Co-driver calls notes via a road book and self made pace notes to tell the rally driver about the course ahead. The ones most used are as follow:
Pace notes en road book example
The fastest of the numbered corners. Can often be taken at full throttle or with a slight throttle lift.
Slower than a 6, a 5 will almost certainly require a lift of the throttle on approach.
Slower again, 4's require a careful approach. You will need to take considerable speed out on approach.
A 3 is a slightly tighter 4, and the difference between the two is dificult to perceive for new drivers. 3's and 4's are arguably the biggest challenge when learning, since taking out too much speed when entering the corner is a common source of lost time for beginners.
2 corners are definitely slow, approach with caution.
The slowest of the numbered corners, a 1 requires players to slow their cars right down when approaching.
Other corner types
A section or gentle bend that can be taken with ease at full throttle.
Hairpin, Acute Hairpin
Corners that form an angle smaller than 90 degrees fall lower than the numbering scale. These require a slow approach, and as your skills grow you can experiment with handbrake turns and Scandinavian Flicks to save time.
A square angled corner, commonly found on road stages.
A quick succession of opposite corners. Plan your entry angle carefully to maximize your speed through chicanes.
Various other calls
A hazard is ahead. New or inexperienced drivers should reduce their speed to avoid colliding with a roadside object or going off the road.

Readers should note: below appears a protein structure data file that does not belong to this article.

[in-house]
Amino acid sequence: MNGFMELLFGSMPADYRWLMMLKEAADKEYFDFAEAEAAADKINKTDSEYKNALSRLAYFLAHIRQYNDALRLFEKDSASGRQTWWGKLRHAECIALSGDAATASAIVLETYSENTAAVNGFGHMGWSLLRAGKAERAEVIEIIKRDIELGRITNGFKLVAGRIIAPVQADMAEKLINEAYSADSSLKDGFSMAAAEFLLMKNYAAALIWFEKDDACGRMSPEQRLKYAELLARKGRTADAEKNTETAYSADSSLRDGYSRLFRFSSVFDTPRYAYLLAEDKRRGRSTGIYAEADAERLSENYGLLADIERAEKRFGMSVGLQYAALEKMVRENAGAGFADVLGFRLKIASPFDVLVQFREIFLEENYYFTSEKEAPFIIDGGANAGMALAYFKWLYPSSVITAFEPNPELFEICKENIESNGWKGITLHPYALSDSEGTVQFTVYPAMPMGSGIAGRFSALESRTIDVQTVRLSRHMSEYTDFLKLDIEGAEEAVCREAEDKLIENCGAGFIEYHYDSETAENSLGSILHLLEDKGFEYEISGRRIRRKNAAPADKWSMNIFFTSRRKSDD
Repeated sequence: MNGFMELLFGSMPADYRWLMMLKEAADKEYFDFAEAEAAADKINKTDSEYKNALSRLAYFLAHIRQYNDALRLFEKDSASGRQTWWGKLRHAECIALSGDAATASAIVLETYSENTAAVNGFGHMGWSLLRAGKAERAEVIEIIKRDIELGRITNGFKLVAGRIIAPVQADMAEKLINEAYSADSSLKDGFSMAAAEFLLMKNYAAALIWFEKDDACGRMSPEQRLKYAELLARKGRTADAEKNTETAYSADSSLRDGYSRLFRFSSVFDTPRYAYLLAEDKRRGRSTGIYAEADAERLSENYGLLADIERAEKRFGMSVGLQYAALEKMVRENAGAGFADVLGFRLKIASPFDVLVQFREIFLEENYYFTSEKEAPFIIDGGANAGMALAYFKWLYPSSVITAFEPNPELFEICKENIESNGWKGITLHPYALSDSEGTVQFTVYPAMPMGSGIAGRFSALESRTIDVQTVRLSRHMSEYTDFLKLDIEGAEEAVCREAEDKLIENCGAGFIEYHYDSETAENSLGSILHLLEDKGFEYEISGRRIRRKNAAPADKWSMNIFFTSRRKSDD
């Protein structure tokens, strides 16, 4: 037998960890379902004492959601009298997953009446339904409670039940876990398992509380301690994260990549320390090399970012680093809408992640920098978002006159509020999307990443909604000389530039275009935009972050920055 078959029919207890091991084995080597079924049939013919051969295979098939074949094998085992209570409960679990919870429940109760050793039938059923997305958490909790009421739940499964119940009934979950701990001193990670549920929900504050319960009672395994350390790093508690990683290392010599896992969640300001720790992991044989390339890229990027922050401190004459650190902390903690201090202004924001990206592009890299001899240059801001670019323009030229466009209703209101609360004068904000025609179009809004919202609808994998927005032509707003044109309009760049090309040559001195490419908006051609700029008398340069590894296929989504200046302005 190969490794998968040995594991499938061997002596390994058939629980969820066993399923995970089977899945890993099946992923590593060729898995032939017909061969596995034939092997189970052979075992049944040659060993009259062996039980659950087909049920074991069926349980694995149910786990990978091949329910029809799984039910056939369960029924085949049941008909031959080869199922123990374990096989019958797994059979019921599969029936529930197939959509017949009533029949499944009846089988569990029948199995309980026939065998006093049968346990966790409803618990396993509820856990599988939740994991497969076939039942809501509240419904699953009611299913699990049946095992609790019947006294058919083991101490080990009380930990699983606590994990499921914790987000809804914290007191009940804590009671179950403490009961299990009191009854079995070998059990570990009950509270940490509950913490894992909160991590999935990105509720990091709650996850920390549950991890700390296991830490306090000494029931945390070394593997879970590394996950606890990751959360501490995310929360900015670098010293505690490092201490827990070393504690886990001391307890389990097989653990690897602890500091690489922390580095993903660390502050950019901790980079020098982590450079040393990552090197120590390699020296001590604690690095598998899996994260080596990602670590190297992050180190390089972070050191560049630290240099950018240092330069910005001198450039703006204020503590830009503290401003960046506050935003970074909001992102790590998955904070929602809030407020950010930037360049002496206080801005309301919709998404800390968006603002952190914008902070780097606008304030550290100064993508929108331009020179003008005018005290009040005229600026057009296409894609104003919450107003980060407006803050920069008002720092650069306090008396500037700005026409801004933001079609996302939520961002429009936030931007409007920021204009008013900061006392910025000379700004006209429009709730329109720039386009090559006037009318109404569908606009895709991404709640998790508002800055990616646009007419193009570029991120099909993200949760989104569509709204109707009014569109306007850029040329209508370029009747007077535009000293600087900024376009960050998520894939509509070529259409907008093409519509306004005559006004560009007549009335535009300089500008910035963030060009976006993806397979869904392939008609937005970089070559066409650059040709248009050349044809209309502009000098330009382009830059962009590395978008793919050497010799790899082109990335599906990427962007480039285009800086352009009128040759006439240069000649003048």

A succession of corners that gets tighter. For example, 'left 4 tightens 2' begins as a 4 and ends as a tighter and slower 2.
Rock/Tree/Logs, In, Out
Roadside objects that you could collide with. For example, 'left 3 rock in' means there is a rock at the inside (apex side) of the corner.
The course becomes narrower (tighter left to right) ahead.
A corner or object can't be seen from the normal approach angle. For example, 'right 3 into unseen'.
Means that you should be aware of a hairpin when exiting the preceding right or left hand corner.
A distinct crest in the road lies ahead. This can often obstruct your view of upcoming corners.
The car will become airborne when driving over an upcoming crest in the road.
A rough section that can upset the car's balance. Use caution if the area precedes a corner.
The road will become wider ahead. This gives you more opportunity for a faster corner exit speed.
The road ahead has different possibilities, for example, 'jump maybe' means the car may or may not get airborne depending on how fast you exit the previous corner.
The fastest or safest driving line is achieved by placing the car on a certain area of the road as you proceed.
Cut, Don't Cut, Small Cut, Big Cut
Hazards ahead may prevent or hinder cutting (don't cut, small cut), or at corners with open apex areas will offer more of a chance to cut (cut, big cut).
Over bridge, Through Gate
A gate or bridge is ahead.
standing or flowing water is ahead on the track. This will commonly slow the car dramatically, so aim for the narrowest part of the water if possible.
Tarmac, Ice, Dirt
The road surface ahead will change.
50, 80, 100 etc.
A distance of road. For example, '30, and left 5' means that a straight section of road 30 meters long precedes the upcoming left-handed corner
Two roads intersect ahead.
Short, Long, Very Long
Refers to an unusually short or long corner.
Brake, Hard Brake, Slow
Advanced warning that you'll need to slow the car considerably to successfully take subsequent corners.